Throwing down with Karl Rove

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(HOST) In the following story, commentator Philip Baruth claims that he attended the VPR Listener Picnic on Saturday, and then later got into an altercation with a national political operative on Burlington’s waterfront. The part about the picnic is true at least…
but the other parts?

(BARUTH) In hindsight, I should have gone straight home Saturday after the picnic. But it is American Beer Month, and the 13th an- nual Brewers Festival was in full swing down on the Burlington waterfront.

Now, if you’ve never been there before, the brewers serve their stock in these tiny plastic sipping cups, about the size of the cup you rinse with at the dentist. They only hold a few swallows, but my tolerance isn’t what it was before I got married and had kids. So the truth now is this: I get three or four of these sippy cups in me, and I’m loaded for bear, if you know what I’m saying.

And that’s just where I am when I look up and see this guy leaning against the next counter. This guy’s face is really familiar, but bad familiar, like the face of some kid who taunted you all through high school: receding hairline, gold rimless glasses, a well-fed look. He’s drinking a Belgian-style white beer, and he looks as pleased with himself as humanly possible. And then the penny drops: it’s Karl Rove.

I can’t believe it – this guy’s being looked at by a Special Prose- cutor investigating classified information leaked out of the White House. This guy should be cowering in his White House office. Yet here he is, Bush’s brain, living large on the Burlington water- front.

Part of me knows I shouldn’t, but I’m one sippy cup over the line, and I shoulder my way up to the counter beside him. And then I turn and look him dead in the eye and I whisper, “You know you leaked that agent’s name, Rove. And we finally got the goods on you, after all these years.”

He just smirks, and then he leans in to my ear. And what he whispers is something that no man can say to another man without a fight: “Nanny-nanny boo-boo – you can’t catch me.”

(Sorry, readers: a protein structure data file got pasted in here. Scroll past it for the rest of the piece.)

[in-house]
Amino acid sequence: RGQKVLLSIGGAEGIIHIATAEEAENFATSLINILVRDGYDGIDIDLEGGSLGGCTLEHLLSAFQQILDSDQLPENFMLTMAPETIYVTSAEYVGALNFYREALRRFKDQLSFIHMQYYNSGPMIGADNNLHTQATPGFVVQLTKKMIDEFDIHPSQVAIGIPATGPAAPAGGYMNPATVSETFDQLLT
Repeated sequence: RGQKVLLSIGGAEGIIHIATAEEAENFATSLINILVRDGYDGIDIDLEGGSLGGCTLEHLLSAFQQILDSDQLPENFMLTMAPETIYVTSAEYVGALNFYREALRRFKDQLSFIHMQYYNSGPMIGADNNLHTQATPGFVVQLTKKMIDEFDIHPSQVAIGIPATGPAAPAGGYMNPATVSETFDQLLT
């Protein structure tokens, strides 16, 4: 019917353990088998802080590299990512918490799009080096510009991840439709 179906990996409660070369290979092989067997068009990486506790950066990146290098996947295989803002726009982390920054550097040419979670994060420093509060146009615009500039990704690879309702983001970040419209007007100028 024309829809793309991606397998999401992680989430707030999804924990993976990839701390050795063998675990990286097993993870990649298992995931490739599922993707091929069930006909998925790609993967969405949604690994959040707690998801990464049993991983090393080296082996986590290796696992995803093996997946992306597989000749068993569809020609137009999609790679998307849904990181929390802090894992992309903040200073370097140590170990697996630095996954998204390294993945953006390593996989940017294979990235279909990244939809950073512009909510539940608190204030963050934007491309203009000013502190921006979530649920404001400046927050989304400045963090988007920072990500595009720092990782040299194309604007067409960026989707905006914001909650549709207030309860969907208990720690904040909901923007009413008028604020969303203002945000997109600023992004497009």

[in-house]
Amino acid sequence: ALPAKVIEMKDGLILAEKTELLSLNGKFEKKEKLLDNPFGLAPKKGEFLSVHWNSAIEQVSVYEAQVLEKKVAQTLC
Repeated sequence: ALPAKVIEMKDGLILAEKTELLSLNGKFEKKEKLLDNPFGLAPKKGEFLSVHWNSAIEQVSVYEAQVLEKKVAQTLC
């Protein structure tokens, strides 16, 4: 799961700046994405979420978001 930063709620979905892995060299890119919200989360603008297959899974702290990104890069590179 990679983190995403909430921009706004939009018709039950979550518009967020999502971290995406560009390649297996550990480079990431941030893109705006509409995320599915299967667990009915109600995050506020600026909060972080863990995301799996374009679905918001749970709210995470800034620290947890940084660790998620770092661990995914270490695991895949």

That tears it. I throw down my sippy cup, and Rove throws down his, and some of Rove’s buddies turn around from the bar and get set: Ken Mehlman, Scooter Libby, the heavy hitters. And that fight would have been epic, but suddenly a big guy in a suit comes fly- ing out of nowhere and gets me in a bearhug, holding me back. It’s Senator Pat Leahy.

“It’s not worth it, dude,” Leahy whispers fiercely in my ear.

I struggle in his grip. “You didn’t hear what he said.”

Leahy gives a dry chuckle. “Believe me, they’ve said worse to me. You gotta pick your battles, man.”

I know he’s right. So I nod, and Leahy lets go. But before I leave I turn to where Rove and the rest are yucking it up. “Laugh now, Rove,” I say, “but this isn’t over. You hear me? It’s not over!”

But Rove just gives me this look like I don’t get it, and he says, “Not only is it over, but soon no one will remember that it ever began.”

So here I sit today, with a please-kill-me hangover, those words ringing in my ears. I want to believe that Rove is wrong, and my head tells me that he’ll resign in disgrace. But my heart tells me that he’s going to skate like Michelle Kwan.

That’s the thing about the Brewers Festival: it’s fun, but there’s always the chance you leave wearing one wobbly boot, as the Australians say; and the older I get, the longer it takes for that to go away.

Philip Baruth is a novelist living in Burlington. He teaches at the University of Vermont.

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